Boys and girls dropped out of the different grades.
In Tables 5 and 6 it was shown that 377 children, or 60.13 per cent of the total number, 627, had left school. Manifestly this is a number far too great not to be profiting by a scheme of education which has boon planned for them. But the system can not be held responsible for all of these children leaving school, as stated above. From these 377 children who left the Richmond public schools, the following data, taken from Table 7, are secured:
97, or 25.7 per cent, moved out of the city.
137, or 45.9 per cent, are employed in or out of the home or are unemployed.
29, or 7.7 per cent, left the public schools and went to private schools.
These data are significant. The fact that 25 per cent of the children who were dropped loft the system for other communities would indicate the presence of a much larger transient element in the school population enrolled than would be expected in a city where there is a very small foreign population, and where it is generally held that most of the school children will make their homes when they become adults. Table 7.—Showing what has become of the 377 children (white) who dropped out of school.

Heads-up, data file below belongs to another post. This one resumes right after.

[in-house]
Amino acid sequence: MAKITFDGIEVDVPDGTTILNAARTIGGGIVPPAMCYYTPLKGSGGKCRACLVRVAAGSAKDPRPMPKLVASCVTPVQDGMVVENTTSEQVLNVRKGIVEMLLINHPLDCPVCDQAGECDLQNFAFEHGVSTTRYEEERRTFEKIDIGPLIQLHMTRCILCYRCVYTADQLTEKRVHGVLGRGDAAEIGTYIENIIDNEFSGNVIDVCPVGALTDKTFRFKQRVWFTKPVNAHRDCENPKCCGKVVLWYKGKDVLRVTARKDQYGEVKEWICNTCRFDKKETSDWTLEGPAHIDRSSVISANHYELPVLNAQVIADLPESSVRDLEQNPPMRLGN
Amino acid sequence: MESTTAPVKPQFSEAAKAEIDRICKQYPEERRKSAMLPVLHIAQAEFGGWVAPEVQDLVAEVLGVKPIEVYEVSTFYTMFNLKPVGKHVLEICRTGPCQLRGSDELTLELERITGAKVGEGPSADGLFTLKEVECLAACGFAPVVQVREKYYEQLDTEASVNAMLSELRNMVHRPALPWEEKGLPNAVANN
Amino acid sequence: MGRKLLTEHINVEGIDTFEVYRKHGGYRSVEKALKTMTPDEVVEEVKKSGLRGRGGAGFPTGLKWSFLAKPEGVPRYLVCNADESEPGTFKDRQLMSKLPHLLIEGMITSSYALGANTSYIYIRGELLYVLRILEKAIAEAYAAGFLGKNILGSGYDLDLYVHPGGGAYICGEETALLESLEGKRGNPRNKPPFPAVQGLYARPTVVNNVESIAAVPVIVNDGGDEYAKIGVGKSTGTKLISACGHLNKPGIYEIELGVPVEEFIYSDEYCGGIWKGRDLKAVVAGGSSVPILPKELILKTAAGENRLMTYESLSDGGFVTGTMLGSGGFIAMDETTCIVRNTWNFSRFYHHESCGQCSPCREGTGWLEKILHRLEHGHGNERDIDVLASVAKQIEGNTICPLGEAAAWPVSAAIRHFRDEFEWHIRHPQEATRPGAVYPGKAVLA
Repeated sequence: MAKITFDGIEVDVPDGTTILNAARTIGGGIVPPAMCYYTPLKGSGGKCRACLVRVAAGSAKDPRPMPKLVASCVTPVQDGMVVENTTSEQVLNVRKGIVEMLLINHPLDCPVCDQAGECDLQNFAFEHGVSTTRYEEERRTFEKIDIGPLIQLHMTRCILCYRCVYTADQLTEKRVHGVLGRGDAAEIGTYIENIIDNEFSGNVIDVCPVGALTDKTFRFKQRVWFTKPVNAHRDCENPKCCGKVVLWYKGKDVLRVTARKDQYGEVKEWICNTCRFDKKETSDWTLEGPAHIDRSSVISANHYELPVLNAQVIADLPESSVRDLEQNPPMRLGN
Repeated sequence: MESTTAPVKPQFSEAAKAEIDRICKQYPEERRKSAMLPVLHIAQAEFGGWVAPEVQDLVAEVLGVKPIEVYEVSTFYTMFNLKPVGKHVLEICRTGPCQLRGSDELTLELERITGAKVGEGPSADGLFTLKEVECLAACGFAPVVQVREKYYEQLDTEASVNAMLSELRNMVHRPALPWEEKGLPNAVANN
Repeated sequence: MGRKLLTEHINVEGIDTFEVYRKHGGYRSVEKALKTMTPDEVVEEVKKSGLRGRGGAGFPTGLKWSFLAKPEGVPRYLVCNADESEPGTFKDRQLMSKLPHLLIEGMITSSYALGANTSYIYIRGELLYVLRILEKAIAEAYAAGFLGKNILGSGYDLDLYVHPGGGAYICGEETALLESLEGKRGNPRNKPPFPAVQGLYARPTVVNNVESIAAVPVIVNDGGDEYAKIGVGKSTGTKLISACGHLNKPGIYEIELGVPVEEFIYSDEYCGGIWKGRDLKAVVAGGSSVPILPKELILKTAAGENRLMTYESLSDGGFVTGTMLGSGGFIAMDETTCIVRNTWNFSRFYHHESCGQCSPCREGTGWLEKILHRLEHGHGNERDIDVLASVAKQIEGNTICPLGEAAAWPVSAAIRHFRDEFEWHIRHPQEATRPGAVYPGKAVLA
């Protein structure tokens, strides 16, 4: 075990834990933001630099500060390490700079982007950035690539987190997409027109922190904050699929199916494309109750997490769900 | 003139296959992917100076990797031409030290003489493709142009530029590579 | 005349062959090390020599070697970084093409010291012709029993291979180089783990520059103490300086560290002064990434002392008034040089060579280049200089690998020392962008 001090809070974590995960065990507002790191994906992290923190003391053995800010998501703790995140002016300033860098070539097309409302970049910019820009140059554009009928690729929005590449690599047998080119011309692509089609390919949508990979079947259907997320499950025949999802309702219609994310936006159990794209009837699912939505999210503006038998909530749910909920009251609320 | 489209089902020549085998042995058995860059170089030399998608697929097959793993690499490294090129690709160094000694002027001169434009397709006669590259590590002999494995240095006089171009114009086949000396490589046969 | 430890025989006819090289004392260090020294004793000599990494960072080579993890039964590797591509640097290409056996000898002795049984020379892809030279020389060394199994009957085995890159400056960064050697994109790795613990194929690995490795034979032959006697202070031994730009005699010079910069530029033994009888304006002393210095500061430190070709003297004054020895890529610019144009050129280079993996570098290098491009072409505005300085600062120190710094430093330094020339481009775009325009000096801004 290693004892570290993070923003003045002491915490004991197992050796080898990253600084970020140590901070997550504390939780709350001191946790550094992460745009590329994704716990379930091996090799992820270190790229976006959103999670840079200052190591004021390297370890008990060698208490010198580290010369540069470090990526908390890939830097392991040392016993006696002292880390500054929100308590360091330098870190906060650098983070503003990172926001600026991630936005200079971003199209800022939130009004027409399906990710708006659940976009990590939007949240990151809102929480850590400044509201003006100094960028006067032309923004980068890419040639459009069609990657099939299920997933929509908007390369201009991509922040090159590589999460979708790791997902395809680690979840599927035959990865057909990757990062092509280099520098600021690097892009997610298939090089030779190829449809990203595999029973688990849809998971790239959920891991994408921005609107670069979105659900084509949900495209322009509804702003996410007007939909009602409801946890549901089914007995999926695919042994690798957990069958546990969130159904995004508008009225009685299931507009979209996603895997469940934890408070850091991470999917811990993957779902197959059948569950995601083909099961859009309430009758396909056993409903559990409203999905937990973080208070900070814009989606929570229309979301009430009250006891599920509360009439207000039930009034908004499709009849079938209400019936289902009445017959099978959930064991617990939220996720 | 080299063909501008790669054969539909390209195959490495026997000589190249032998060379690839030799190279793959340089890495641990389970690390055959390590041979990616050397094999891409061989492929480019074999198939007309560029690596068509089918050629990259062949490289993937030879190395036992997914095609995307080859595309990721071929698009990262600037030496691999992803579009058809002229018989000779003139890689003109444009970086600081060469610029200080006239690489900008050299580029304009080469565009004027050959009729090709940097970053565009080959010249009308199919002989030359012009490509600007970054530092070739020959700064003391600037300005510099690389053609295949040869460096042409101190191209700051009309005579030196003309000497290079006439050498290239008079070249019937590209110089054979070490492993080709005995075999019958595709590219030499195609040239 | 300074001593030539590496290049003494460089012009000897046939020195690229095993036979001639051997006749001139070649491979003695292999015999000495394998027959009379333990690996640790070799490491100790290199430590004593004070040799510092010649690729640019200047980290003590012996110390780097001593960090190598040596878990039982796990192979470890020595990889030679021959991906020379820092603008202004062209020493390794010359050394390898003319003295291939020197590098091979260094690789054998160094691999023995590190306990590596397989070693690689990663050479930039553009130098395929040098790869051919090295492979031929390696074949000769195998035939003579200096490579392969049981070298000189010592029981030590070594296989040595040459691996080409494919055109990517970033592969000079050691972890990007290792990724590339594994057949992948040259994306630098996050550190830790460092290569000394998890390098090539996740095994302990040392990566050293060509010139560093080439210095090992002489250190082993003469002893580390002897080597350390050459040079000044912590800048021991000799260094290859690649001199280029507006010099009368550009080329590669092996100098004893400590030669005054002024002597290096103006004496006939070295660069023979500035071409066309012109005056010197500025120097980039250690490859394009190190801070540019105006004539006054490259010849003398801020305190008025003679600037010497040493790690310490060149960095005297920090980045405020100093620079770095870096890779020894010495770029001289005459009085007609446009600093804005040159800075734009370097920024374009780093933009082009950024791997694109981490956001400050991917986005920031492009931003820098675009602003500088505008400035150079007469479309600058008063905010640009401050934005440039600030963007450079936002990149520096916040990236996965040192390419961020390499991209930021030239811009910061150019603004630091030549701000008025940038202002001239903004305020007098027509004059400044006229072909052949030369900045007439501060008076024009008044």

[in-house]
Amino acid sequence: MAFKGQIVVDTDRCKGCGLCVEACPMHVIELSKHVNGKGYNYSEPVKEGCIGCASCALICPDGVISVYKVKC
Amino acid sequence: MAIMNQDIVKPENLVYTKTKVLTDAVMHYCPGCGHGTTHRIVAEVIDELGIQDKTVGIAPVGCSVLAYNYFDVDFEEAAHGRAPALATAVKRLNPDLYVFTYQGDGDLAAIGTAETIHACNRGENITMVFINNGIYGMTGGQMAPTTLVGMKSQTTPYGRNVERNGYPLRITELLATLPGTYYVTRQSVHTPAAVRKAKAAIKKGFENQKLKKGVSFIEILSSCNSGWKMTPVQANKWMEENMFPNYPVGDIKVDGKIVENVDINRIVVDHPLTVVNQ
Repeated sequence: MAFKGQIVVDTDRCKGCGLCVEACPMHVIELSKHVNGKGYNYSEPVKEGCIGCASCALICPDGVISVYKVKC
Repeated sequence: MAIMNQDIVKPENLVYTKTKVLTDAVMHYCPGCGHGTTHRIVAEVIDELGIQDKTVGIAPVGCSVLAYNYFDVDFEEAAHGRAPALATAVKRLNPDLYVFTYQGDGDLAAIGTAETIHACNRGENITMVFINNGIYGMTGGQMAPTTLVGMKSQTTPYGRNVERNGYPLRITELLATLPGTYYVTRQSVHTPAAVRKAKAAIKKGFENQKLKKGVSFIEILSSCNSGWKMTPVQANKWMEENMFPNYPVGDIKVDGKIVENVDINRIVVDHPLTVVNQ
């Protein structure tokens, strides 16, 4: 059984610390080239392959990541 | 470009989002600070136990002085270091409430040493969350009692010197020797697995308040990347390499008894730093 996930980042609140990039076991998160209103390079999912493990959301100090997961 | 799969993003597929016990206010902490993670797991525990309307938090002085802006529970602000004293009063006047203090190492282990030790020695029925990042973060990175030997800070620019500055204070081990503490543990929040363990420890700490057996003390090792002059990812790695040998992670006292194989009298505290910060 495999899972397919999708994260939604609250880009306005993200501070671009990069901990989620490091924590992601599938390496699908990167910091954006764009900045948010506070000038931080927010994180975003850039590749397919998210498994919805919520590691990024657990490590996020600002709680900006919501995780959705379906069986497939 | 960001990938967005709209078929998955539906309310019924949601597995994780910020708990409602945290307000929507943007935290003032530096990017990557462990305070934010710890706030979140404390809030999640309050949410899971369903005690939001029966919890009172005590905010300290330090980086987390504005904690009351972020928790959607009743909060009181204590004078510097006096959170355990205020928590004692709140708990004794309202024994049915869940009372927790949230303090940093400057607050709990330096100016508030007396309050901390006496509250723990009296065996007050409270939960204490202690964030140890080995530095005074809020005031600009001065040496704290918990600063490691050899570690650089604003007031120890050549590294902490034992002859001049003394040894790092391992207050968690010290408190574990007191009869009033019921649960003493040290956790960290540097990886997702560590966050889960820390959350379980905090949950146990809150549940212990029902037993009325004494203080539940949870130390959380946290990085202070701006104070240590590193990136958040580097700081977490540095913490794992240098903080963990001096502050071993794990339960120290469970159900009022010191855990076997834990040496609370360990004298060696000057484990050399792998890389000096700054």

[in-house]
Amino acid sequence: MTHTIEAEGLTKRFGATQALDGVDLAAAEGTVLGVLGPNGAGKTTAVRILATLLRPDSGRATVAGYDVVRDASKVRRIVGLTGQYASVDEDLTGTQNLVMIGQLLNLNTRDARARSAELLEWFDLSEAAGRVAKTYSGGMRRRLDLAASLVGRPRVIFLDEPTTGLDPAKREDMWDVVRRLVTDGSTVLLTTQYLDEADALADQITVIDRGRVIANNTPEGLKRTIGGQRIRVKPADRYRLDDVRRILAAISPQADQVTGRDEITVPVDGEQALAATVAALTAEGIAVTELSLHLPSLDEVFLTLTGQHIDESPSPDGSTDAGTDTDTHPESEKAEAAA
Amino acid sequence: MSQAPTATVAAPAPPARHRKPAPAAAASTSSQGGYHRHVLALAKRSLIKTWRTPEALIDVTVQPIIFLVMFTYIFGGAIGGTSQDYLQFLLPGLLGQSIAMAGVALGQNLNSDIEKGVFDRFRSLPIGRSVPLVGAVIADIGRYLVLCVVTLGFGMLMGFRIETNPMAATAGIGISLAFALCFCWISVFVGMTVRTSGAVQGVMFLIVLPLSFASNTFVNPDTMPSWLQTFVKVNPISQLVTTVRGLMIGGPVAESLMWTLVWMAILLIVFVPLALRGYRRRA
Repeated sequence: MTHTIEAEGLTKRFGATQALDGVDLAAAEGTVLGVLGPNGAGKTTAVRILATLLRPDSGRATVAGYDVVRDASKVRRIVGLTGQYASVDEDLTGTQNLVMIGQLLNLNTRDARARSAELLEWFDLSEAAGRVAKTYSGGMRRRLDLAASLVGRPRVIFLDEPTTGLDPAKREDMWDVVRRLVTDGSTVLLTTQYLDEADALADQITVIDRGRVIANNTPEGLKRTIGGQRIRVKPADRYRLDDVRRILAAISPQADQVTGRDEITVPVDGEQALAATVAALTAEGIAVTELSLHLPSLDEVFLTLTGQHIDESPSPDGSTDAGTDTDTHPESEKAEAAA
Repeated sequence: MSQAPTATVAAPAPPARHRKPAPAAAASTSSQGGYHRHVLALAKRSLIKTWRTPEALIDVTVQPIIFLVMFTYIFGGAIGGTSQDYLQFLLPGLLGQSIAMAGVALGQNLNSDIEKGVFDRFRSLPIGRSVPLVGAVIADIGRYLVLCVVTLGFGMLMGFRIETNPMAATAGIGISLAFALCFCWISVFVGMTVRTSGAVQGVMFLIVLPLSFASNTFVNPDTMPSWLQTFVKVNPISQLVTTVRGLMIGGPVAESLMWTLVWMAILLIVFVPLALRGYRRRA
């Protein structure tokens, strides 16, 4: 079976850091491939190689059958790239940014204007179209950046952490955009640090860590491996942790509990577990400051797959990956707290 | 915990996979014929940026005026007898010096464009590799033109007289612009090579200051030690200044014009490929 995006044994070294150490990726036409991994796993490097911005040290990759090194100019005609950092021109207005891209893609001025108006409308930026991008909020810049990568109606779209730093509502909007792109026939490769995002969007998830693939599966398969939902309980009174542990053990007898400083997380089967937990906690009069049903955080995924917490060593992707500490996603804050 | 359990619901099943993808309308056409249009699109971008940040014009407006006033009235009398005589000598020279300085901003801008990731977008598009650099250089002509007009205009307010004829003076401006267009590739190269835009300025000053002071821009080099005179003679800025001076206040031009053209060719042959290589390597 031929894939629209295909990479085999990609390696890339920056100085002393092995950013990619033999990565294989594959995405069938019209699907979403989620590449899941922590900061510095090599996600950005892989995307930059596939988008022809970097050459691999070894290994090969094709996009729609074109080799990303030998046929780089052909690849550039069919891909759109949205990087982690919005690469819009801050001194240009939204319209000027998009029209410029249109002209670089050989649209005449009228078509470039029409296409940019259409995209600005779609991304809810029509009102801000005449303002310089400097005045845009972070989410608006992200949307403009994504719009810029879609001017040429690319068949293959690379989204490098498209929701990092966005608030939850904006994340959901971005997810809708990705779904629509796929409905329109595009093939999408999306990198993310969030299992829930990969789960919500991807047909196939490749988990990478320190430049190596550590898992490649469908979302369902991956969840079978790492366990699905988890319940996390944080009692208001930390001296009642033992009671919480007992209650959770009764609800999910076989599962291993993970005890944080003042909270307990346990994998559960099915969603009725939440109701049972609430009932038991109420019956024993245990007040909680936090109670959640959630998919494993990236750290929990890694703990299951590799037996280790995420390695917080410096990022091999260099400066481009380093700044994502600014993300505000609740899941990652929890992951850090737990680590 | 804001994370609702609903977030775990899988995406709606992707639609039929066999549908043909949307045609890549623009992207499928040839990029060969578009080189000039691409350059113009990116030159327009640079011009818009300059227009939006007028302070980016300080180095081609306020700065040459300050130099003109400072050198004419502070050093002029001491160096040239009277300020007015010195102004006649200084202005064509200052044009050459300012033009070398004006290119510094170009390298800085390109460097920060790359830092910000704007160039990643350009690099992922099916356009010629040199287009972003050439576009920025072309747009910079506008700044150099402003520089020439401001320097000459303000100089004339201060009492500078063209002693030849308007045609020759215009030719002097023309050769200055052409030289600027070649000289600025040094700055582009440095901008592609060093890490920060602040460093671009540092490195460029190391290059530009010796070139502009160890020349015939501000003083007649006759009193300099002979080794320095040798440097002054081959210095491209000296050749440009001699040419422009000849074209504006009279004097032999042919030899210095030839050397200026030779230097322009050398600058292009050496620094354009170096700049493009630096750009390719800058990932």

It must be borne in mind that these 377 children did not remain in school seven years. It is quite evident that to this number of dropped children of the entering group will eventually be added a good percentage of the 194 children who were still in school September, 1913. It could hardly bo expected that a child who had been in school seven years and had made only five terms, or was retarded nine terms, would remain in school long enough to complete the elementary grades. Since almost 45.9 per cent of those who drop out in seven years, or 22 per cent of the total entering group, go to work, it would soom that there is a strong demand for vocational training to meet the needs of the workers in the industries of this city.1 This number of children who go to work is further increased by those who are still in school and who will drop out before they complete the elementary school. Retardation and dropping out go hand in hand; 88.5 per cent of those who go to work or 40.6 per cent of those who dropped out and went to work have been retarded, while only 11.5 per cent of those who go to work or 5.3 per cent of those who dropped out and went to work arc not retarded.
It is evident, too, that there is an urgent demand, not only for more accurate methods in the recording of a child's school history, but also
1 See, in this connection, the report of the Richmond survey by the National Society for the Promotion of Industrial Education.